Here, the idea of ridding ourselves of our attachments to our own viewpoints is particularly relevant. Critical thinking, in such a view, is the radical openness to alterity – altogether different perspectives – rather than a repetitive assertion of partial knowledge. It is an openness to being wrong, and to learning from one another.
This notion of critical thinking can be underscored by the cultivation of epistemic humility in the classroom. I am facetiously calling this ignorance. For philosopher Erinn Gilson ‘to be vulnerable is to be open to being affected and affecting in ways that one cannot control’ (p.4). I propose that epistemic humility, or ignorance, requires the cultivation of a vulnerable disposition in the classroom. This entails changing the assumption that to participate in the pursuit of knowledge requires beginning with what we do know. Instead, I want to suggest that Rumsfeld’s ‘known unknown’s’ might have a surprising place in the cultivation of a feminist approach to critical thinking.
Rumsfeld’s ‘known unknown’s’ might have a surprising place in the cultivation of a feminist approach to critical thinking.
As a lecturer in Gender Studies, cultivating epistemic humility among my students and getting the classroom to be a space where we can explore what we don’t know, or perhaps know that we don’t know yet, becomes an important way of fostering critical thinking in line with bell hooks’ reconceptualisation of the term. Recognising, as hooks reminds us, that we cannot all be right all the time and that the whole picture is necessarily bigger than any one mind can grasp, provides space for peer-to-peer learning, the holy grail of the seminar format. When teaching small groups, I begin classes with students taking turns to outline one thing that they didn’t understand or found confusing in the reading. This small shift in the focus of a seminar, from performing known knowns to centring known unknowns, enables students and educators to work together to grapple with the problem in question. For example, canonical feminist theorist Judith Butler’s work is famously difficult. Enabling a student to start with ignorance – ‘I don’t quite understand what the materialisation of matter means’ – signifies openness to the rest of the class, and begins the process of knowledge as a co-created pursuit.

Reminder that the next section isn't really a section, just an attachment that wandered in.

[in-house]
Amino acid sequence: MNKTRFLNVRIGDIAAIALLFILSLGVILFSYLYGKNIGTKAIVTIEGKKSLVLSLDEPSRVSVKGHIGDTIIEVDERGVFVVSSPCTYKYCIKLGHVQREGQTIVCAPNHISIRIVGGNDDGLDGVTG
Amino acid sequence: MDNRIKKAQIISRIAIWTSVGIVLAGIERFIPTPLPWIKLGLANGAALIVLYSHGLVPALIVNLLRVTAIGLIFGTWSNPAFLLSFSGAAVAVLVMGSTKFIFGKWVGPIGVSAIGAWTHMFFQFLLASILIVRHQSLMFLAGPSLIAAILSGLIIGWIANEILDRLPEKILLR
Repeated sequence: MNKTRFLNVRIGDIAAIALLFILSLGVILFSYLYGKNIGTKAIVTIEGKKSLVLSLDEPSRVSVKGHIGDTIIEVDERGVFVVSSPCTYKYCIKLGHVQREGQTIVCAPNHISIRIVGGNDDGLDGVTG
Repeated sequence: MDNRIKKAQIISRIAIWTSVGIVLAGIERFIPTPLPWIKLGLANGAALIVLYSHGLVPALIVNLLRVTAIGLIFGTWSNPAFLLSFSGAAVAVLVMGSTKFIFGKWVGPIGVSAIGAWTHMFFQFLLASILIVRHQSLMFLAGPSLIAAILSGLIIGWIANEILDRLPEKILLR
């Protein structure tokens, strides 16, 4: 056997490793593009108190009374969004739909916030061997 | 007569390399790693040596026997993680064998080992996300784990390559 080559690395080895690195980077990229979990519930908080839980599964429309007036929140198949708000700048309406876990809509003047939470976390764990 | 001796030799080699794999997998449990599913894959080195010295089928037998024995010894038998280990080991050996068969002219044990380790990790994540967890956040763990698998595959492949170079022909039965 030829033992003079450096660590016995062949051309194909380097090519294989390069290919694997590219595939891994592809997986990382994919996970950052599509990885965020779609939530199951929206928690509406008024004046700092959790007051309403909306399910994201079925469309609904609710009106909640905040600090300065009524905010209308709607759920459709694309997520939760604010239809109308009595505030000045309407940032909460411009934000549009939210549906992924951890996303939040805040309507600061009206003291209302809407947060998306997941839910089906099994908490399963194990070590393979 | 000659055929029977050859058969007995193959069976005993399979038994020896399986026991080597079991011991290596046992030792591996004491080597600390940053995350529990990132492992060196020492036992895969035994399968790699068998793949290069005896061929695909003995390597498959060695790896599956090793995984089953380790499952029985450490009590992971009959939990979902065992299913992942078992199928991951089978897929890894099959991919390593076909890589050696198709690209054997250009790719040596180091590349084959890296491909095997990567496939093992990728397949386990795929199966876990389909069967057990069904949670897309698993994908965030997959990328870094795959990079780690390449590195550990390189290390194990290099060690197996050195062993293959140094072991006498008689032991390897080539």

This method of fostering ignorance also has the benefit of ensuring that all students are actively engaged in contributing to the seminar from the start, and has been successful in achieving parity of participation between students of different genders, cultural backgrounds and socio-economic backgrounds. Going forward, I want to learn from feminist pedagogy what other techniques can be applied to ensure that the classroom is a space where people are encouraged to speak, knowing that they will be met with intellectual generosity and compassion.
A sense of struggle
Recent years have witnessed a discourse emerging that laments the loss of critical thinking skills amongst graduates. Richard Arum and Josipa Roska’s provocative book, Academically Adrift, has popularised the idea that students are spending tens of thousands pounds on an academic education that is leaving them with no tangible increase in skills. Some respond by arguing that educators need to do more to teach students to think critically, and to inspire the cultivation of this practice in students going forward. However, from a perspective of feminist pedagogy, this focus on skills for the workplace misses the key value of education. For bell hooks, ‘feminist education – the feminist classroom – is and should be a place where there is a sense of struggle’, and a place ‘where we work together as teachers and students’ (p.51). Reconceptualising the classroom as a space of struggle and for the co-creation of knowledge, rather than perpetuating a fantasy of its dyadic transmission, involves cultivating ignorance. Attending to what we don’t know, what we struggle to understand, and recognising the epistemic privilege that our peers and students may have on the basis of their lived experience, can be the basis for a feminist conception of criticality.
Note: A version of this post first appeared on June 7, 2019 on the Contemporary Issues in Teaching and Learning Blog, part of the PGCertHE programme at the LSE.
This post is opinion-based and does not reflect the views of the London School of Economics and Political Science or any of its constituent departments and divisions.